A MIGHTY FORTRESS IS OUR GOD
Author: Martin Luther, 1483-1546
English Translation: Frederick H. Hedge, 1805-1890
Composer: Martin Luther, 1483-1546
Tune Name: "Ein Feste Burg"
“The Lord is my rock, and my fortress, and my deliverer; my God, my strength, in whom I will trust; my buckler, and the horn of my salvation, and my high lower,” Psalm 18:2
Martin Luther was born on November 10, 1483 in Eisleben, Saxony, Germany. He was educated at the University of Erfurt, later becoming an Augustinian monk, teaching philosophy and theology at the University of Wittenberg. On October 31, 1517, sometimes called the "4th of July of Protestantism,'' Martin Luther nailed his ninety-five theses to the door of the Cathedral of Wittenberg, Germany. These theses condemned various practices and teachings of the Roman church. After several years of stormy disputes with the Pope and other church leaders, Martin Luther was finally excommunicated from the fellowship of the Roman Catholic church in 1520.
One of the important benefits of the Reformation Movement was the rediscovery of congregational singing. Luther had strong convictions about the use and power of sacred music. He expressed his convictions in this way. "If any man despises music, as all fanatics do, for him I have no liking; for music is a gift and grace of God, not an invention of men. Thus it drives out the devil and makes people cheerful. Then one forgets all wrath, impurity and other devices." Again, "The Devil, the originator of sorrowful anxieties and restless troubles, flees before the sound of music almost as much as before the Word of God." In another place, "I wish to compose sacred hymns so that the Word of God may dwell among the people also by means of songs." Finally, Luther wrote, "I would allow no man to preach or teach God's people without a proper knowledge of the use and power of sacred song."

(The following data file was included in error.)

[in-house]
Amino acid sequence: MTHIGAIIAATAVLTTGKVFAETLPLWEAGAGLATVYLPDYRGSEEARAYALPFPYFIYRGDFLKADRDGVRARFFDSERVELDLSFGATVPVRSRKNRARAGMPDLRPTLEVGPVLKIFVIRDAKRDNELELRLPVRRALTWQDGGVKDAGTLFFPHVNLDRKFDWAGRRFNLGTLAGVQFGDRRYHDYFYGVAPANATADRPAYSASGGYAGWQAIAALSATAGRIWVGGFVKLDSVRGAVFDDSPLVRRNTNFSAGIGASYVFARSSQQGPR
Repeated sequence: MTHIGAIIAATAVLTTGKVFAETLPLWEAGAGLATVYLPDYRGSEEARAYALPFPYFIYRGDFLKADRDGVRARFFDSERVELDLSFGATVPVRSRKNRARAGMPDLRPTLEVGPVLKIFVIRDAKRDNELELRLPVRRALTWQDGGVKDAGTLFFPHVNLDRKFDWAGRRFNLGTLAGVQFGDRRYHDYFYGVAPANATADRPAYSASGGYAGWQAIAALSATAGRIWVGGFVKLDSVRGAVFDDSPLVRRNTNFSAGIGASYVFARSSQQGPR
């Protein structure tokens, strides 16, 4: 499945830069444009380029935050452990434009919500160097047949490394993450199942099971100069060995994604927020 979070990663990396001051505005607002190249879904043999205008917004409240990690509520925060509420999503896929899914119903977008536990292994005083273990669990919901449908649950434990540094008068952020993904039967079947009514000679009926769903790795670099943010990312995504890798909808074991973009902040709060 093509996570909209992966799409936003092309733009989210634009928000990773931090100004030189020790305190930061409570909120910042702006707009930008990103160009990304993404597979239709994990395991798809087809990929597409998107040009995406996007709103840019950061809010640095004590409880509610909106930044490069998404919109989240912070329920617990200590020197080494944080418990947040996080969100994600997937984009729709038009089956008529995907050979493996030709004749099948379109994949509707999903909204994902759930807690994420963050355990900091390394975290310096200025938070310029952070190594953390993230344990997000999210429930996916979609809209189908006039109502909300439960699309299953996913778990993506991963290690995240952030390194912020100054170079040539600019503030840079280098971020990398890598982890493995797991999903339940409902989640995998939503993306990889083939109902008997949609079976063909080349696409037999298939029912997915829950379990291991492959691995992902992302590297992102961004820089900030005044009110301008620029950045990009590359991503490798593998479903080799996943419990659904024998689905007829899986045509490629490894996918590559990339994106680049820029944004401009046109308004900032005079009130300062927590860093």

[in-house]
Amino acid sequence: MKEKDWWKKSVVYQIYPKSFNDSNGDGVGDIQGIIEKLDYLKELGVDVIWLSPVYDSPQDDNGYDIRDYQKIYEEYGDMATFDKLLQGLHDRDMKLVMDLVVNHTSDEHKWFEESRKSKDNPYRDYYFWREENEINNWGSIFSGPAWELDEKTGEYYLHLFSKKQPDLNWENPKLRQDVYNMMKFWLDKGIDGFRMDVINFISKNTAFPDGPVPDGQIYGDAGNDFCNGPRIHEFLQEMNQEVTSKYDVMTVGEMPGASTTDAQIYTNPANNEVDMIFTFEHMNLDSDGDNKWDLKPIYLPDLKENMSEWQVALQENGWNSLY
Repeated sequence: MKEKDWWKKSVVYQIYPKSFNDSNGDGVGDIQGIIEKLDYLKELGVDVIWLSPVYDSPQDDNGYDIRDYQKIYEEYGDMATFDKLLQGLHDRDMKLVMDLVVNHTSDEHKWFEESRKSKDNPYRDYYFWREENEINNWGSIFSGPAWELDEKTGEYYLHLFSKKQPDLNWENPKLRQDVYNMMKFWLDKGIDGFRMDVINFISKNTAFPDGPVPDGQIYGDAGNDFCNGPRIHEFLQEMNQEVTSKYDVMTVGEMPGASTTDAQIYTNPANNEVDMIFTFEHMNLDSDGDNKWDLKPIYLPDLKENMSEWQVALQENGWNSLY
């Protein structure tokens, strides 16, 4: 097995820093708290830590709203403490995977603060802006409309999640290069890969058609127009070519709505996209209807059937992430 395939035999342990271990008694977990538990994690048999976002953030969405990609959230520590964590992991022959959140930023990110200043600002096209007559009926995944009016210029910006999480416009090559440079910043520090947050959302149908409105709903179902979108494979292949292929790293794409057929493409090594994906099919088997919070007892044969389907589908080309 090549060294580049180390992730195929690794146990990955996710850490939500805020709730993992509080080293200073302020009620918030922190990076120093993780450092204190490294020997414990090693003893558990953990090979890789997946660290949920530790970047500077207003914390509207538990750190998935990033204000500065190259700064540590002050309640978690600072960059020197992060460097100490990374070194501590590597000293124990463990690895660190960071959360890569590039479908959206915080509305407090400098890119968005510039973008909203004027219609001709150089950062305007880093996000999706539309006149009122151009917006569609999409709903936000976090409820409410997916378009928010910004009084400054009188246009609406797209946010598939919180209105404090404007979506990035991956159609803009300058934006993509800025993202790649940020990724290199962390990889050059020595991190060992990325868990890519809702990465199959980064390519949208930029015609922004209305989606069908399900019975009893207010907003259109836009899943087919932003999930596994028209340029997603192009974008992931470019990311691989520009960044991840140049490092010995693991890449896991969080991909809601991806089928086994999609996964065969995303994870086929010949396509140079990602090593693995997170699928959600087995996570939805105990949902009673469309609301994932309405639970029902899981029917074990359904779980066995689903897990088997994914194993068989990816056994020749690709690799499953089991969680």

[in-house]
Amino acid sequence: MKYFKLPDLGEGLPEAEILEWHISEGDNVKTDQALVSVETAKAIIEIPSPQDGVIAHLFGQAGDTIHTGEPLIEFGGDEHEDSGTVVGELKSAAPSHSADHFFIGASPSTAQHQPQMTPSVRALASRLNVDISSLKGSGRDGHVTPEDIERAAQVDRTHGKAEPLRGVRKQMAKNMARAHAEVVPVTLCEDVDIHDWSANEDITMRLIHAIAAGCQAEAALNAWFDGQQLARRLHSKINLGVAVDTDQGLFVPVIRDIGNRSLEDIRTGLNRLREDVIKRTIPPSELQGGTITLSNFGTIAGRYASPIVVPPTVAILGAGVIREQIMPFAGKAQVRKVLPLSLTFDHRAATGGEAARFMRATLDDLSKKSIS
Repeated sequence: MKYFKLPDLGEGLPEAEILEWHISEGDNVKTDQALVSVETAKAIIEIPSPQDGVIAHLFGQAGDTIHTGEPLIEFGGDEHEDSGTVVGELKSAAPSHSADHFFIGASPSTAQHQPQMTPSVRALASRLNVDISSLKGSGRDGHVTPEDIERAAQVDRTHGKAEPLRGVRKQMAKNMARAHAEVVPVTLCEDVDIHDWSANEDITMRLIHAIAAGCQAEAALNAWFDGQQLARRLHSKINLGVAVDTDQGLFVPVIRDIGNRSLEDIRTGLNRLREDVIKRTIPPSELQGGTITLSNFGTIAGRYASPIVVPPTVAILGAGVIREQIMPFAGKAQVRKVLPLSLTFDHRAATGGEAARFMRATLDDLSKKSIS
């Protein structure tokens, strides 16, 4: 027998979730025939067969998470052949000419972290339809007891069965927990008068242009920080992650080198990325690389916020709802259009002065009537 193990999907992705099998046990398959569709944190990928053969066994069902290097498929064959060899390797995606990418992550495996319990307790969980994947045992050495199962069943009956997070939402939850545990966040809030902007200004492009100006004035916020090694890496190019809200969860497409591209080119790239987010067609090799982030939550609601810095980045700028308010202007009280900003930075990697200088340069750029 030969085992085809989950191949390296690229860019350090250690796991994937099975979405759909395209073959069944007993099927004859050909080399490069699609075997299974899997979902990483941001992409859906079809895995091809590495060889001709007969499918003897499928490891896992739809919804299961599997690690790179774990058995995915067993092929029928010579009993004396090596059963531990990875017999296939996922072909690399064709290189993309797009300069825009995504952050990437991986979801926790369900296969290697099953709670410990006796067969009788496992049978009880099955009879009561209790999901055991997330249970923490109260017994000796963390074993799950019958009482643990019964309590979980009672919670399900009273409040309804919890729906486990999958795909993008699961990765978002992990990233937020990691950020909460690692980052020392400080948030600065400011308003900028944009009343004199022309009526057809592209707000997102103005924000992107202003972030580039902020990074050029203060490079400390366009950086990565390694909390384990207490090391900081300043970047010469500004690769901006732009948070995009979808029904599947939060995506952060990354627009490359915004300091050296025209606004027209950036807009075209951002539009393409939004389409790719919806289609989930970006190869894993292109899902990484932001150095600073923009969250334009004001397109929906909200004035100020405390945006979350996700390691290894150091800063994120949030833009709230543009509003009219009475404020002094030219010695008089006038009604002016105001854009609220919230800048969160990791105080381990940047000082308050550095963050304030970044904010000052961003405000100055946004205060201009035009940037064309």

The single most powerful hymn of the Protestant Reformation Movement was Luther's "A Mighty Fortress Is Our God," based on Psalm 46. This hymn became the battle cry of the people, a great source of strength and inspiration even for those who were martyred for their convictions. This hymn has been translated into practically every known language and is regarded as one of the noblest and most classic examples of Christian hymnody. It is said there are no less than sixty translations of this text in English alone. In England the version by Thomas Carlyle is in general use, while in this country the translation by Frederick H. Hedge, a professor at Harvard University, is used most frequently. This translation was not made until 1852 and first appeared in a book entitled Gems of German Verse by W. H. Fumess, published in 1853.
The first line of this national hymn of Protestant Germany is fittingly inscribed on the tomb of the great reformer at Wittenberg, and may still be read with appreciation by travelers to that historic spot.
Taken from 101 Hymn Stories © Copyright 1982 by Kenneth W. Osbeck. Published by Kregel Publications, Grand Rapids, MI. Used by permission of the publisher. All rights reserved.